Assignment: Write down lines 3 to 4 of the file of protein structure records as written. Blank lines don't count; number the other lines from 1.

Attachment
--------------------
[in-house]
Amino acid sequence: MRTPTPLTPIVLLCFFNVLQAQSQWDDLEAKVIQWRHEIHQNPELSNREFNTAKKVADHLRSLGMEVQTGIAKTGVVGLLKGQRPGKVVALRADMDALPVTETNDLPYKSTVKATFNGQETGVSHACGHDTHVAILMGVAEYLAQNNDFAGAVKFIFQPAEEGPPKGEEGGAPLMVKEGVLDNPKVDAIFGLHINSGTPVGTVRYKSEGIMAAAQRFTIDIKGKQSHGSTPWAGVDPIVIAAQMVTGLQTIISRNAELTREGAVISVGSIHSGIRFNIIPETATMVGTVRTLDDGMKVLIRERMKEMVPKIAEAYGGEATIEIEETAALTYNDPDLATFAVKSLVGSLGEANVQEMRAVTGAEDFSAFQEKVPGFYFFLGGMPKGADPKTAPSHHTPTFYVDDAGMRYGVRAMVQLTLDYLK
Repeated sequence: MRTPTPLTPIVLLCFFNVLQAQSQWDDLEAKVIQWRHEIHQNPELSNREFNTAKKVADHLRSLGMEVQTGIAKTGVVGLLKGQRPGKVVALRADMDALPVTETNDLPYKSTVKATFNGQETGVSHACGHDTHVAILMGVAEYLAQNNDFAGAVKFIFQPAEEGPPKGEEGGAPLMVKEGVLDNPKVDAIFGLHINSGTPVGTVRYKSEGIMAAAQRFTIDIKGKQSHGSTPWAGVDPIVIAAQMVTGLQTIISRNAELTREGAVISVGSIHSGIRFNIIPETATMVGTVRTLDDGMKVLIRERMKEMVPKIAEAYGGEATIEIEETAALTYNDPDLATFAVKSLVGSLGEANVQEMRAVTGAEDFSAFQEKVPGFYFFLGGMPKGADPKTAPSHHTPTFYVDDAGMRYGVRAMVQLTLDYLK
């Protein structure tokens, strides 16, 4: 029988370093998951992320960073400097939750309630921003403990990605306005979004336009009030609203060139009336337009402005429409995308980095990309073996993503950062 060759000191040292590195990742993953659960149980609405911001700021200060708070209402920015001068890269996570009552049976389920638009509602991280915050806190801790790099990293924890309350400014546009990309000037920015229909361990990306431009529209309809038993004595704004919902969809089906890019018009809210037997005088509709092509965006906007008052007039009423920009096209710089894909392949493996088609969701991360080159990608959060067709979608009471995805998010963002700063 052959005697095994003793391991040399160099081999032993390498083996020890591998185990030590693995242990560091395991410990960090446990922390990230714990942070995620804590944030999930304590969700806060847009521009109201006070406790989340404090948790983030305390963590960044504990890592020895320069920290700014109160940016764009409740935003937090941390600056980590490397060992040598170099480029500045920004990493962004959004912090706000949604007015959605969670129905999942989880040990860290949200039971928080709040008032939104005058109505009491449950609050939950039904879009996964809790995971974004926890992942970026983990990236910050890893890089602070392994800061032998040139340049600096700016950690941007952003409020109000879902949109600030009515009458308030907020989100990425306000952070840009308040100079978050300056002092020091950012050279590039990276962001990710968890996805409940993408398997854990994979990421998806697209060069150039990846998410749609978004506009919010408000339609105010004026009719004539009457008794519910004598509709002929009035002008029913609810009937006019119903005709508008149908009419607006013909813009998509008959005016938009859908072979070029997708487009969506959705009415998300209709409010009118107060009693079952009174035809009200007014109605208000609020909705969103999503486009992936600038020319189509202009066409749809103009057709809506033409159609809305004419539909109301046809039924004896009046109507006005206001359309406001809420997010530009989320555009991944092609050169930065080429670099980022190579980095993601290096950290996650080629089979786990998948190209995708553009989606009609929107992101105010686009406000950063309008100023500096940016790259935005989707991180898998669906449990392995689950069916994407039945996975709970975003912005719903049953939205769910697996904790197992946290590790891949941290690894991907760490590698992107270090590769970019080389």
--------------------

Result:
Repeated sequence: MRTPTPLTPIVLLCFFNVLQAQSQWDDLEAKVIQWRHEIHQNPELSNREFNTAKKVADHLRSLGMEVQTGIAKTGVVGLLKGQRPGKVVALRADMDALPVTETNDLPYKSTVKATFNGQETGVSHACGHDTHVAILMGVAEYLAQNNDFAGAVKFIFQPAEEGPPKGEEGGAPLMVKEGVLDNPKVDAIFGLHINSGTPVGTVRYKSEGIMAAAQRFTIDIKGKQSHGSTPWAGVDPIVIAAQMVTGLQTIISRNAELTREGAVISVGSIHSGIRFNIIPETATMVGTVRTLDDGMKVLIRERMKEMVPKIAEAYGGEATIEIEETAALTYNDPDLATFAVKSLVGSLGEANVQEMRAVTGAEDFSAFQEKVPGFYFFLGGMPKGADPKTAPSHHTPTFYVDDAGMRYGVRAMVQLTLDYLK
């Protein structure tokens, strides 16, 4: 029988370093998951992320960073400097939750309630921003403990990605306005979004336009009030609203060139009336337009402005429409995308980095990309073996993503950062 060759000191040292590195990742993953659960149980609405911001700021200060708070209402920015001068890269996570009552049976389920638009509602991280915050806190801790790099990293924890309350400014546009990309000037920015229909361990990306431009529209309809038993004595704004919902969809089906890019018009809210037997005088509709092509965006906007008052007039009423920009096209710089894909392949493996088609969701991360080159990608959060067709979608009471995805998010963002700063 052959005697095994003793391991040399160099081999032993390498083996020890591998185990030590693995242990560091395991410990960090446990922390990230714990942070995620804590944030999930304590969700806060847009521009109201006070406790989340404090948790983030305390963590960044504990890592020895320069920290700014109160940016764009409740935003937090941390600056980590490397060992040598170099480029500045920004990493962004959004912090706000949604007015959605969670129905999942989880040990860290949200039971928080709040008032939104005058109505009491449950609050939950039904879009996964809790995971974004926890992942970026983990990236910050890893890089602070392994800061032998040139340049600096700016950690941007952003409020109000879902949109600030009515009458308030907020989100990425306000952070840009308040100079978050300056002092020091950012050279590039990276962001990710968890996805409940993408398997854990994979990421998806697209060069150039990846998410749609978004506009919010408000339609105010004026009719004539009457008794519910004598509709002929009035002008029913609810009937006019119903005709508008149908009419607006013909813009998509008959005016938009859908072979070029997708487009969506959705009415998300209709409010009118107060009693079952009174035809009200007014109605208000609020909705969103999503486009992936600038020319189509202009066409749809103009057709809506033409159609809305004419539909109301046809039924004896009046109507006005206001359309406001809420997010530009989320555009991944092609050169930065080429670099980022190579980095993601290096950290996650080629089979786990998948190209995708553009989606009609929107992101105010686009406000950063309008100023500096940016790259935005989707991180898998669906449990392995689950069916994407039945996975709970975003912005719903049953939205769910697996904790197992946290590790891949941290690894991907760490590698992107270090590769970019080389």